How’s your confront?
Confront? What’s that?
Confront is your willingness to tackle whatever life throws at you head-on whether it be problems or opportunities. Let’s take a look at some examples.
When a problem or potential problem rears its ugly head, what is your typical response?
-One of your employees appears to have lost all interest in his job. Do you call him in to discuss the matter or do you just hope that the problem will resolve it over time so that you don’t have to do anything?
-You notice a symptom that your doctor should diagnose. Do you set up an appointment when it doesn’t go away after a few days or do you fret over it for months instead?
-You find yourself faced with an unpleasant task. Do you bite the proverbial bullet and get it done quickly or do you keep postponing action?
What is your typical response with regards to opportunities?
-After making the decision to become self-employed you finally spot a great business opportunity. Do you go for it quickly or do you lose months sitting on the fence trying to decide what to do?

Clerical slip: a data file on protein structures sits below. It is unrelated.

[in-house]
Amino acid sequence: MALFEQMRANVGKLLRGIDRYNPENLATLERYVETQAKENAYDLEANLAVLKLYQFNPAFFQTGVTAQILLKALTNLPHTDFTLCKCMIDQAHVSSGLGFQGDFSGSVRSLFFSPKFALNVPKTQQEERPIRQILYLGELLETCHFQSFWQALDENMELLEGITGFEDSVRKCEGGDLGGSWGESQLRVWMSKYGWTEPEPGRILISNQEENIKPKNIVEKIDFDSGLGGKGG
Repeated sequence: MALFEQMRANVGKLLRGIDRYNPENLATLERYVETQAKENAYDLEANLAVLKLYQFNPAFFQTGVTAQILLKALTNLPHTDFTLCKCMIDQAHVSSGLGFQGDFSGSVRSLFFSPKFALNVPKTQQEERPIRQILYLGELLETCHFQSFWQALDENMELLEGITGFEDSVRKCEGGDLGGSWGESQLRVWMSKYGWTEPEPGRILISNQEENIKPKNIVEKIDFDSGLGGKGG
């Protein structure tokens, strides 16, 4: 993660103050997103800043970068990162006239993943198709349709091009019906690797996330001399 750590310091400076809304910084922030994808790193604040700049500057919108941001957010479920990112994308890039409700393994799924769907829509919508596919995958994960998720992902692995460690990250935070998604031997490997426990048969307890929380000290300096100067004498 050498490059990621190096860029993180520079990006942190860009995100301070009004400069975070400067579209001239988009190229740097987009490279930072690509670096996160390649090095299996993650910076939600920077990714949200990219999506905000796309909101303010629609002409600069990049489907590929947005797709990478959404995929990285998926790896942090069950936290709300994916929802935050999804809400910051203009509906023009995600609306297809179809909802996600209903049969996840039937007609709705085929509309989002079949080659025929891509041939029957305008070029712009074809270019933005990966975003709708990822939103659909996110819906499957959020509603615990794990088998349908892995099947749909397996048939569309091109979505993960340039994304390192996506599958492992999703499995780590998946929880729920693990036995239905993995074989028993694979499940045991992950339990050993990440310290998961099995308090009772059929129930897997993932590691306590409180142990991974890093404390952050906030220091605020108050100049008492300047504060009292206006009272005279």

-You’re having a break at your local coffee shop when an attractive stranger sits down near you. Do you immediately smile and say hello or do you sit there wondering whether or not you should open your mouth?
-Are you one of those people with a long list of missed opportunities in life because you usually talk yourself out of even trying?
Good Confront Leads to Action Which Builds Momentum
Get into the habit of asking yourself about your “confront” every time you’re faced with a problem or opportunity. People with good confront build momentum in their lives because they take action instead of dawdling or being indecisive. Here’s an insight shared by Dan Kennedy on the importance of taking action.
For three years, I followed General Schwarzkopf on seminar events, heard his speech so many times I memorized it without trying, and spent a lot of time in green rooms talking with him. One of the things that sticks in my mind is his contention that a bad decision or wrong decision is better than no decision, because if the decision leads to action, it is easier to correct the course of someone or something already in motion than it is to get someone or something into motion from inertia.
If you want to get anywhere in your life, you need to pull your train out of the station and get it rolling down the track. The first step is to have good confront in life.
Momentum is really a leader’s best friend. Sometimes it’s the only difference between winning and losing.
– John Maxwell
When you’re that successful, things have a momentum, and at a certain point you can’t really tell whether you have created the momentum or it’s creating you.
– Annie Lennox, Eurythmics